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Lightweight validator for function arguments
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Lightweight validator for function arguments

Build Status


arg-err supports:

  • validating against a type name (e.g. string or number)
  • validating a string argument against a regex
  • validating against multiple possible types defined as an array (e.g. ["string", "number"])
  • validating against a nested schema
  • validating against a function for slightly more complex logic
  • optional arguments


$ npm install arg-err

dist/arg-err.js has been compiled with Browserify, feel free to drop that in your client-side project!

Supports IE9+ and all the other usual suspects.


err(argsToTest, schema, [optionalSchema])

Returns null if there's no validation errors, otherwise it returns a text description separated by a comma.


Basic usage

var arg = require("arg-err");

function frobnicate(args, callback) {
  var err = arg.err(args, {
    foo: "number",
    bar: "string",
    baz: "regexp"

  if (err) {
    return callback(err);

  foo: 123,
  bar: 456
}, function (err) {
  assert.equal(err, "expected argument bar to be of type string (was number), expected argument baz to be of type regexp");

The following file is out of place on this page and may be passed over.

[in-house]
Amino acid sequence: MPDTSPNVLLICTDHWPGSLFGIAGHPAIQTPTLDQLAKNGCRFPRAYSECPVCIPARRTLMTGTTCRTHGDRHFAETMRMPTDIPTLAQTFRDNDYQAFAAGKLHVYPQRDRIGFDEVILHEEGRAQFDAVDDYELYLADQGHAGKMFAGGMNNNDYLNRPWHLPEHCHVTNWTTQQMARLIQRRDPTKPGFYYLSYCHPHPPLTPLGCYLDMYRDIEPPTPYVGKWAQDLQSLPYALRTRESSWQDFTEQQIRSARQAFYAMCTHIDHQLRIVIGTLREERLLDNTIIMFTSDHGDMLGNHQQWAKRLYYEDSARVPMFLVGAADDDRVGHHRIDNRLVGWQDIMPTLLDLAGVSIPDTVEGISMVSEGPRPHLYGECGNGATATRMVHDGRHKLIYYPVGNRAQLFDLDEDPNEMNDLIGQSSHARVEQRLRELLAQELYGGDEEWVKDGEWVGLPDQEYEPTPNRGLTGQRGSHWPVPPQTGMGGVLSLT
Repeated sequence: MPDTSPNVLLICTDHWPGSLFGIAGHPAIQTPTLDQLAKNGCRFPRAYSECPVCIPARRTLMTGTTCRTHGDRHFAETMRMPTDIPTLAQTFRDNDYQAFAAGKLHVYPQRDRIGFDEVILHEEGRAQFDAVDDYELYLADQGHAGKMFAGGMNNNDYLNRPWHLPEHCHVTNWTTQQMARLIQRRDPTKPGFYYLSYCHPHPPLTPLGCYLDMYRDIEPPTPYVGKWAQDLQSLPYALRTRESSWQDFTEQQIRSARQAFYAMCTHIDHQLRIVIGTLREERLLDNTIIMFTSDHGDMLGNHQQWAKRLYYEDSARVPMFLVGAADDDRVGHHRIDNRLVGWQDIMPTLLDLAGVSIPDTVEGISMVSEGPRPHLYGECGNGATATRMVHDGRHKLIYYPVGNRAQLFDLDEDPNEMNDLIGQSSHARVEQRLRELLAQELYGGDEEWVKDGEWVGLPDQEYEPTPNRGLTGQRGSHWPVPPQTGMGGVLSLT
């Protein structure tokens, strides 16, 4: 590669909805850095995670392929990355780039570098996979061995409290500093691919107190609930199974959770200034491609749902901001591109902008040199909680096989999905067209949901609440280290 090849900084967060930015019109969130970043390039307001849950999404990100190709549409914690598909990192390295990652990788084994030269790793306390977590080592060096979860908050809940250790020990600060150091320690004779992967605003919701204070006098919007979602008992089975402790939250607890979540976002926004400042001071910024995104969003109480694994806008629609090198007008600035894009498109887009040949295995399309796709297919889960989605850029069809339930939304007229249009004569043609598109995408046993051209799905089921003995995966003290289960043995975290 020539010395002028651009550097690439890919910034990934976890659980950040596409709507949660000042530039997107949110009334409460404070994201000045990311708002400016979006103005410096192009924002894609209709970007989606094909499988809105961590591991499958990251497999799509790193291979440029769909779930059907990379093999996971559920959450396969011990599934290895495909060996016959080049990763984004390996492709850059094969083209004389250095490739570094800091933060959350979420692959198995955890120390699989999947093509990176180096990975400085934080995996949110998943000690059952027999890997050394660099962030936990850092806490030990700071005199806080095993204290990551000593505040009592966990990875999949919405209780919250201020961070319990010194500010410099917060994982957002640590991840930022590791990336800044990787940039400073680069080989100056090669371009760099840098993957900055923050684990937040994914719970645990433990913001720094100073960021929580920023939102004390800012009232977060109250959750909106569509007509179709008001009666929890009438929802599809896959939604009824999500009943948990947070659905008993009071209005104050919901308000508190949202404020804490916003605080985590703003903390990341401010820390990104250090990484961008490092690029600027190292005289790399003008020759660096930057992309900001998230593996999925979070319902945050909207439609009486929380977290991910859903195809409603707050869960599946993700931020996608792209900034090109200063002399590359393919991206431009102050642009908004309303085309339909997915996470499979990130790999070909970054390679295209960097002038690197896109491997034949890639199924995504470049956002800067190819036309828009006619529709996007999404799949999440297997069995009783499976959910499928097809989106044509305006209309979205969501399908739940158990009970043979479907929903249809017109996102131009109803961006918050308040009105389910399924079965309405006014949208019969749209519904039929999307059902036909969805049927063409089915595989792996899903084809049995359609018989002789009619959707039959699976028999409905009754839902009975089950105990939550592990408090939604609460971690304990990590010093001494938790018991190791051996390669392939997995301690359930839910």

Nested schemas and regexes

var args = { foo: { bar: 123 }, baz: "bla" },
  err = arg.err(args, {
    foo: { bar: "string" },
    baz: /^qux$/

assert.equal(err, "expected argument to be of type string (was number), expected argument baz to match /^qux$/ (was \"bla\")");

Multiple possible arguments

var args = { foo: /reg[exp]$/ },
  err = arg.err(args, {
    foo: ["string", "number"]

assert.equal(err, "expected argument foo to be of type string or number (was regexp)");

Complex validation

Sometimes you do need that extra boost.

arg-err uses the method name in the validation message, so don't use anonymous functions if you want a sane message.

function isEven(foo) {
  return foo % 2 === 0;

var args = { foo: 13 },
  err = arg.err(args, {
    foo: isEven

assert.equal(err, "expected argument foo to pass isEven");

Optional arguments

Optional arguments are handled exactly the same as normal ones, except no error is thrown if the property is undefined.

var args = { foo: 123, bar: "bla" },
  err = arg.err(args, {
    foo: "number"
  }, {
    bar: "number"

assert.equal(err, "expected optional argument bar to be of type number (was string)");

propErr mode

What you're doing is validating properties on an object. If you'd rather be a bit clearer about it, you can switch to propErr mode.

var prop = require("arg-err").config({ propErr: true });

var err = prop.err({ foo: "2" }, { foo: "number" });

assert.equal(err, "expected property foo to be of type number (was string)");


MIT (see

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